Floating in your own little pod is sure way to deep relaxation

Floating in your own little pod is sure way to deep relaxation

Blog » Floating in your own little pod is sure way to deep relaxation
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Lesley Potter, Editor / 07:15 Sunday 2 August 2015 / News

Being a complete technophobe – lighting a gas oven is a mammoth challenge – as well as a bit of a claustrophobe, the idea of immersing myself alone and naked into a float tank in a locked room and depriving my senses of any input whatsoever was a bit scary. What if I had a panic attack trapped inside what is essentially a sealed bath and couldn’t get out? What if the electrics went wrong and I got electrocuted? Would the whole experience of sensory deprivation be enough to tip me over into madness?

This was how I was feeling as I headed down to Pangbourne where Michael Cordova and his financee Tina Pandher opened a dedicated floatation centre, Floating Point, in Horseshoe Road last month. But the couple reassured me that not only was floating safe, it also had numerous health benefits.

“It’s the equivalent of having four hours’ deep sleep,” said Michael as he led me into one of the two float rooms. “And some people say it is the closest you get to the sensation of floating in space. You will feel as though you don’t know where you end and the water begins.”

The oval-shaped pod sits in the middle of the room, and is filled to about 10 inches deep with water at body temperature and enough Epsom Salts to recreate the density of the Dead Sea, meaning it is impossible to sink. Michael pointed out that there is a call button to reception, and a switch to dim the lights if you so wish. The whole experience is better if you close the lid, but for nervous customers like me it is perfectly OK to leave it open.

So there I was, all alone in a bath of tepid salty water. It felt strange, and perhaps a little self-indulgent, but I closed my eyes and listened to the soundtrack of waves gently lapping against the shore and thought I could hear the distant mewling of a seagull. The coloured lights inside the tank changed from violet to blue. I was floating without the need to make any kind of attempt to stay afloat.

If you are as stressed and uptight as I was that day, due to a busy work deadline, no doubt it takes longer to relax and let go than if went in, say, straight after a yoga class. On this particular day the stress had crept into my shoulders and neck without me even realising it, but as the rest of my body gradually succumbed to the sensation of weightlessness the pain in my shoulders was all-consuming. This was rectified by reaching outside the tank to grab a little blow-up neck pillow that I’d left on the floor by the pod on Michael’s advice. Once fully afloat and with the tension gently ebbing out of my shoulders I had the weird sensation of tumbling over backwards, like an astronaut turning backward somersaults. After a while, though, when the music stopped, I could hear nothing, and was only vaguely aware of the lights changing colour from the different patterns they made on the inside of my eyelids.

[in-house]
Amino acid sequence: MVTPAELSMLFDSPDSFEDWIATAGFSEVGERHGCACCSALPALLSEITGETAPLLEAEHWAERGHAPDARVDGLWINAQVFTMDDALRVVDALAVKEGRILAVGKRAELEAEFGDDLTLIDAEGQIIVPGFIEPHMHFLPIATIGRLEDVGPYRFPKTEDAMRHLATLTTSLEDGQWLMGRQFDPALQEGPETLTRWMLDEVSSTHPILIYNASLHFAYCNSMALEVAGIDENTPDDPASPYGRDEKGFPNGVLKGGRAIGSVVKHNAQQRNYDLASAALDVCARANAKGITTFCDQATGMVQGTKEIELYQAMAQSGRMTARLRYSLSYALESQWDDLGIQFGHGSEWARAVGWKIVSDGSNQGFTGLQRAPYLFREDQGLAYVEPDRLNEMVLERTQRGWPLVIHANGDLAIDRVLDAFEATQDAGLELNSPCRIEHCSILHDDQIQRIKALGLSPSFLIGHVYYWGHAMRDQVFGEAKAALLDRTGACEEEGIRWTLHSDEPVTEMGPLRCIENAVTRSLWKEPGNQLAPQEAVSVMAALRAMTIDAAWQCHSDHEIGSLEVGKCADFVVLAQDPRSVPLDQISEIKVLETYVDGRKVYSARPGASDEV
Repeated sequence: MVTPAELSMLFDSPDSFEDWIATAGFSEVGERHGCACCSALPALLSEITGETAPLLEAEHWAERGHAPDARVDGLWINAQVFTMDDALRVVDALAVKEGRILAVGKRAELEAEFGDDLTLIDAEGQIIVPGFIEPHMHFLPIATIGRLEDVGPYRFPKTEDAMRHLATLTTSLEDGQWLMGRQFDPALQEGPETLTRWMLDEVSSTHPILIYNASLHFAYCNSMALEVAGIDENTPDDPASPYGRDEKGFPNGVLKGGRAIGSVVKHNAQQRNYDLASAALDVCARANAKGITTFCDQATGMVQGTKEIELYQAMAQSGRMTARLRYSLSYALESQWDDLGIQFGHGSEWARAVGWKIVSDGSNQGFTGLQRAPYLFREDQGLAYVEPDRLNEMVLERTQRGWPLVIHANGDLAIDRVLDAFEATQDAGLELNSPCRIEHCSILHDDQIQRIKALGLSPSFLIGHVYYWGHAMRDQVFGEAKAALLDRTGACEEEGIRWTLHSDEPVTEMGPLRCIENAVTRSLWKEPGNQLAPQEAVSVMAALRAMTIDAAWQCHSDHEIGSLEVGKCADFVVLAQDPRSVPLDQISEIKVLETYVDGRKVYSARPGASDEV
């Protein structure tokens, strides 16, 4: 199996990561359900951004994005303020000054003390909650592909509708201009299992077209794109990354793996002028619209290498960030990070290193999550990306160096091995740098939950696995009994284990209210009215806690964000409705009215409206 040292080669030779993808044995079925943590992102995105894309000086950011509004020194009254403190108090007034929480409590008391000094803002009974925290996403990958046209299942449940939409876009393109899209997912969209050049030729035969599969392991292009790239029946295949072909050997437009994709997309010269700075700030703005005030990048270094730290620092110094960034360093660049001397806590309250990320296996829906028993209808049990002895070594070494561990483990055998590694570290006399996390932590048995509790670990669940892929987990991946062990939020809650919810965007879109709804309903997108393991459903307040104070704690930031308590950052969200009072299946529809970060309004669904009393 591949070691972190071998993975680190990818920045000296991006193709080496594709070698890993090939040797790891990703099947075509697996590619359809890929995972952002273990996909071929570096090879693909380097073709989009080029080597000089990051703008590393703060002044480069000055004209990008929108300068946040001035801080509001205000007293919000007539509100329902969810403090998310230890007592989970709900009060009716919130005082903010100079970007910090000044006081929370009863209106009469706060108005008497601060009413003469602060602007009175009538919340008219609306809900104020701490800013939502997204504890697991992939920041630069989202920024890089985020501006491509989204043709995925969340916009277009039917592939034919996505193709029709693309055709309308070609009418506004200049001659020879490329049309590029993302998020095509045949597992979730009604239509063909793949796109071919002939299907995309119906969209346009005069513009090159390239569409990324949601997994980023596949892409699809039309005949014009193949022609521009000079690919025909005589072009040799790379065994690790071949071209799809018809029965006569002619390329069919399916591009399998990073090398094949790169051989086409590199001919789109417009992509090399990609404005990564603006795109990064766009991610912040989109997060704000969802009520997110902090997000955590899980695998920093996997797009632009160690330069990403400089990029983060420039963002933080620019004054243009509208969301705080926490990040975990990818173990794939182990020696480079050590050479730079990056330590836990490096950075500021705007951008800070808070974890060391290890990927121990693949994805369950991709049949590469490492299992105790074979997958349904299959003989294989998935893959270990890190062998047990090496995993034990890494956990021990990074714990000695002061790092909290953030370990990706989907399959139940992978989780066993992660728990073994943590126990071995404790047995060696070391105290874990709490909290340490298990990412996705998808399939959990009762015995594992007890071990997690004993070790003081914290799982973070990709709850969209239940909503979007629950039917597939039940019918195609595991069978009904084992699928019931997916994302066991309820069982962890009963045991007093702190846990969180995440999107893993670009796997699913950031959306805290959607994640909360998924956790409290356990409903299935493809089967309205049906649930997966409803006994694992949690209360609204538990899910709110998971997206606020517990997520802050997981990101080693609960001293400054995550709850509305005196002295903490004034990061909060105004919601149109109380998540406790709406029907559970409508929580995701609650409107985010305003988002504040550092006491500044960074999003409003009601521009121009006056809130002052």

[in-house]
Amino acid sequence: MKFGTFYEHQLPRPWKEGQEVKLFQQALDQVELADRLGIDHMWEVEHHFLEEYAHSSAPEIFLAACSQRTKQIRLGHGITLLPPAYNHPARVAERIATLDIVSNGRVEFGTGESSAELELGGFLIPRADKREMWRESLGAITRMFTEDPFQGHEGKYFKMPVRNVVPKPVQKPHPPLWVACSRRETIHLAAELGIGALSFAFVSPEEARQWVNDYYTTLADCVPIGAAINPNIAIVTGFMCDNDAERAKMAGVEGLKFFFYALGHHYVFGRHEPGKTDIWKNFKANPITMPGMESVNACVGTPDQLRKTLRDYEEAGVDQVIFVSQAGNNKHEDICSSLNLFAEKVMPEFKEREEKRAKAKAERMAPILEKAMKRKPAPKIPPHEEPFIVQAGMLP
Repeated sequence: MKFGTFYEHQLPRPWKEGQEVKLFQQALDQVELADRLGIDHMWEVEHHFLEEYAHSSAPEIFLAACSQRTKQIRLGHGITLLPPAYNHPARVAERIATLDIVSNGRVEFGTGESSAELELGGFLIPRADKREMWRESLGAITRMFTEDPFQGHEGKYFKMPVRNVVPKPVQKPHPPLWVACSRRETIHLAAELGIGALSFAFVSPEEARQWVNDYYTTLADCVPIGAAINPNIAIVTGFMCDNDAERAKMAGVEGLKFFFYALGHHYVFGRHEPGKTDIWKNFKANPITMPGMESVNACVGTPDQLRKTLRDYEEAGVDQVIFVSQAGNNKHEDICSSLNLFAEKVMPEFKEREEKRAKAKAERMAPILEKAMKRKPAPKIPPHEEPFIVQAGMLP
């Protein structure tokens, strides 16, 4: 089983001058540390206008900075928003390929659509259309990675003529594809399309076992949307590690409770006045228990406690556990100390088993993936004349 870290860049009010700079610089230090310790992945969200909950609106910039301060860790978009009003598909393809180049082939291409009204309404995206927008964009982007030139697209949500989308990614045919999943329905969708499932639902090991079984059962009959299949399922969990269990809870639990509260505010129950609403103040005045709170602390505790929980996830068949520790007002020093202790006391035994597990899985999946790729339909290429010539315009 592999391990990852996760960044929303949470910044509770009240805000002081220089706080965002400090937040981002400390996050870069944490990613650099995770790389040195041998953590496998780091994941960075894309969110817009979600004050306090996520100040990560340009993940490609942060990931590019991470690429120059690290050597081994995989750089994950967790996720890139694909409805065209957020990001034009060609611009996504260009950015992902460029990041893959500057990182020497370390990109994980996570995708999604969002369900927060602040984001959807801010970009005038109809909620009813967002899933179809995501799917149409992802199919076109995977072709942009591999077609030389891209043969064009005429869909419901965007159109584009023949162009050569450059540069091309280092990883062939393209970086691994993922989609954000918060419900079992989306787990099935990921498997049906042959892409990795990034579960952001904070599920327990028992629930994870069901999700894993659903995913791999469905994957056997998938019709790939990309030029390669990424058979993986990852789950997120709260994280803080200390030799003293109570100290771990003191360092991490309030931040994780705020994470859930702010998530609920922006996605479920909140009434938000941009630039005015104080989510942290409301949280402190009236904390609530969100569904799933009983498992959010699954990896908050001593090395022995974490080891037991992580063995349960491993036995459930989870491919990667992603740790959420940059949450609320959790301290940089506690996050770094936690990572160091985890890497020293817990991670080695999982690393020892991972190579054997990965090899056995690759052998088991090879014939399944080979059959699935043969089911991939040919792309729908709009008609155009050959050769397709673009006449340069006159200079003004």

After a while, sensing that I wasn’t in any danger and feeling a little chilly, I summoned the courage to close the lid on myself and settled back into the float.

It’s hard to say what happened after that. With no outside stimuli – such as conversations, ambient noise, people or traffic going past you – there is only you inside your head and the vague sensation of being in water. It was true that at times I became aware that my body seemed to have melted into the water, but at other times I found myself replaying on the internal radio scenes from the day at work, then berating myself for not relaxing.

Time passed, and then the music began again, signalling the end of the session. I thought I had only been in there for 20 minutes, but already an hour had passed, leading me to suspect that I had drifted off to sleep at one point without realising it.

After taking a shower (you don’t need to bring anything – earplugs, towels, shampoo, shower gel and even a hairdryer are all supplied) I was invited into the relaxation room where a watermelon and lime sorbet was waiting for me, followed by a cup of herbal tea.

Michael explained that the therapy has numerous health benefits, from releasing endorphins to lowering blood pressure. One thing’s for sure: I certainly was a lot more relaxed at the end than I was when I arrived.

Research shows that floating can reduce blood pressure and heart rate whilst lowering the levels of stress related chemicals in the body.

Floatation is also said to be beneficial for chronic pain and can improve athletic performance

The first flotation tank was developed in 1954 by American neuro-physiologist Professor Dr John C Lilly to investigate the effects of sensory deprivation on the mind and body.Epsom salt is a naturally occurring pure mineral compound of magnesium and sulphate which are readily absorbed through the skin. Magnesium can help reduce inflammation while sulphates help improve the absorption of nutrients, flush toxins and help ease migraines.

To book a session at Floating Point or to become a member call 0118 327 2490 or email: info@floating-point.co.uk

via: The Reading Chronicle

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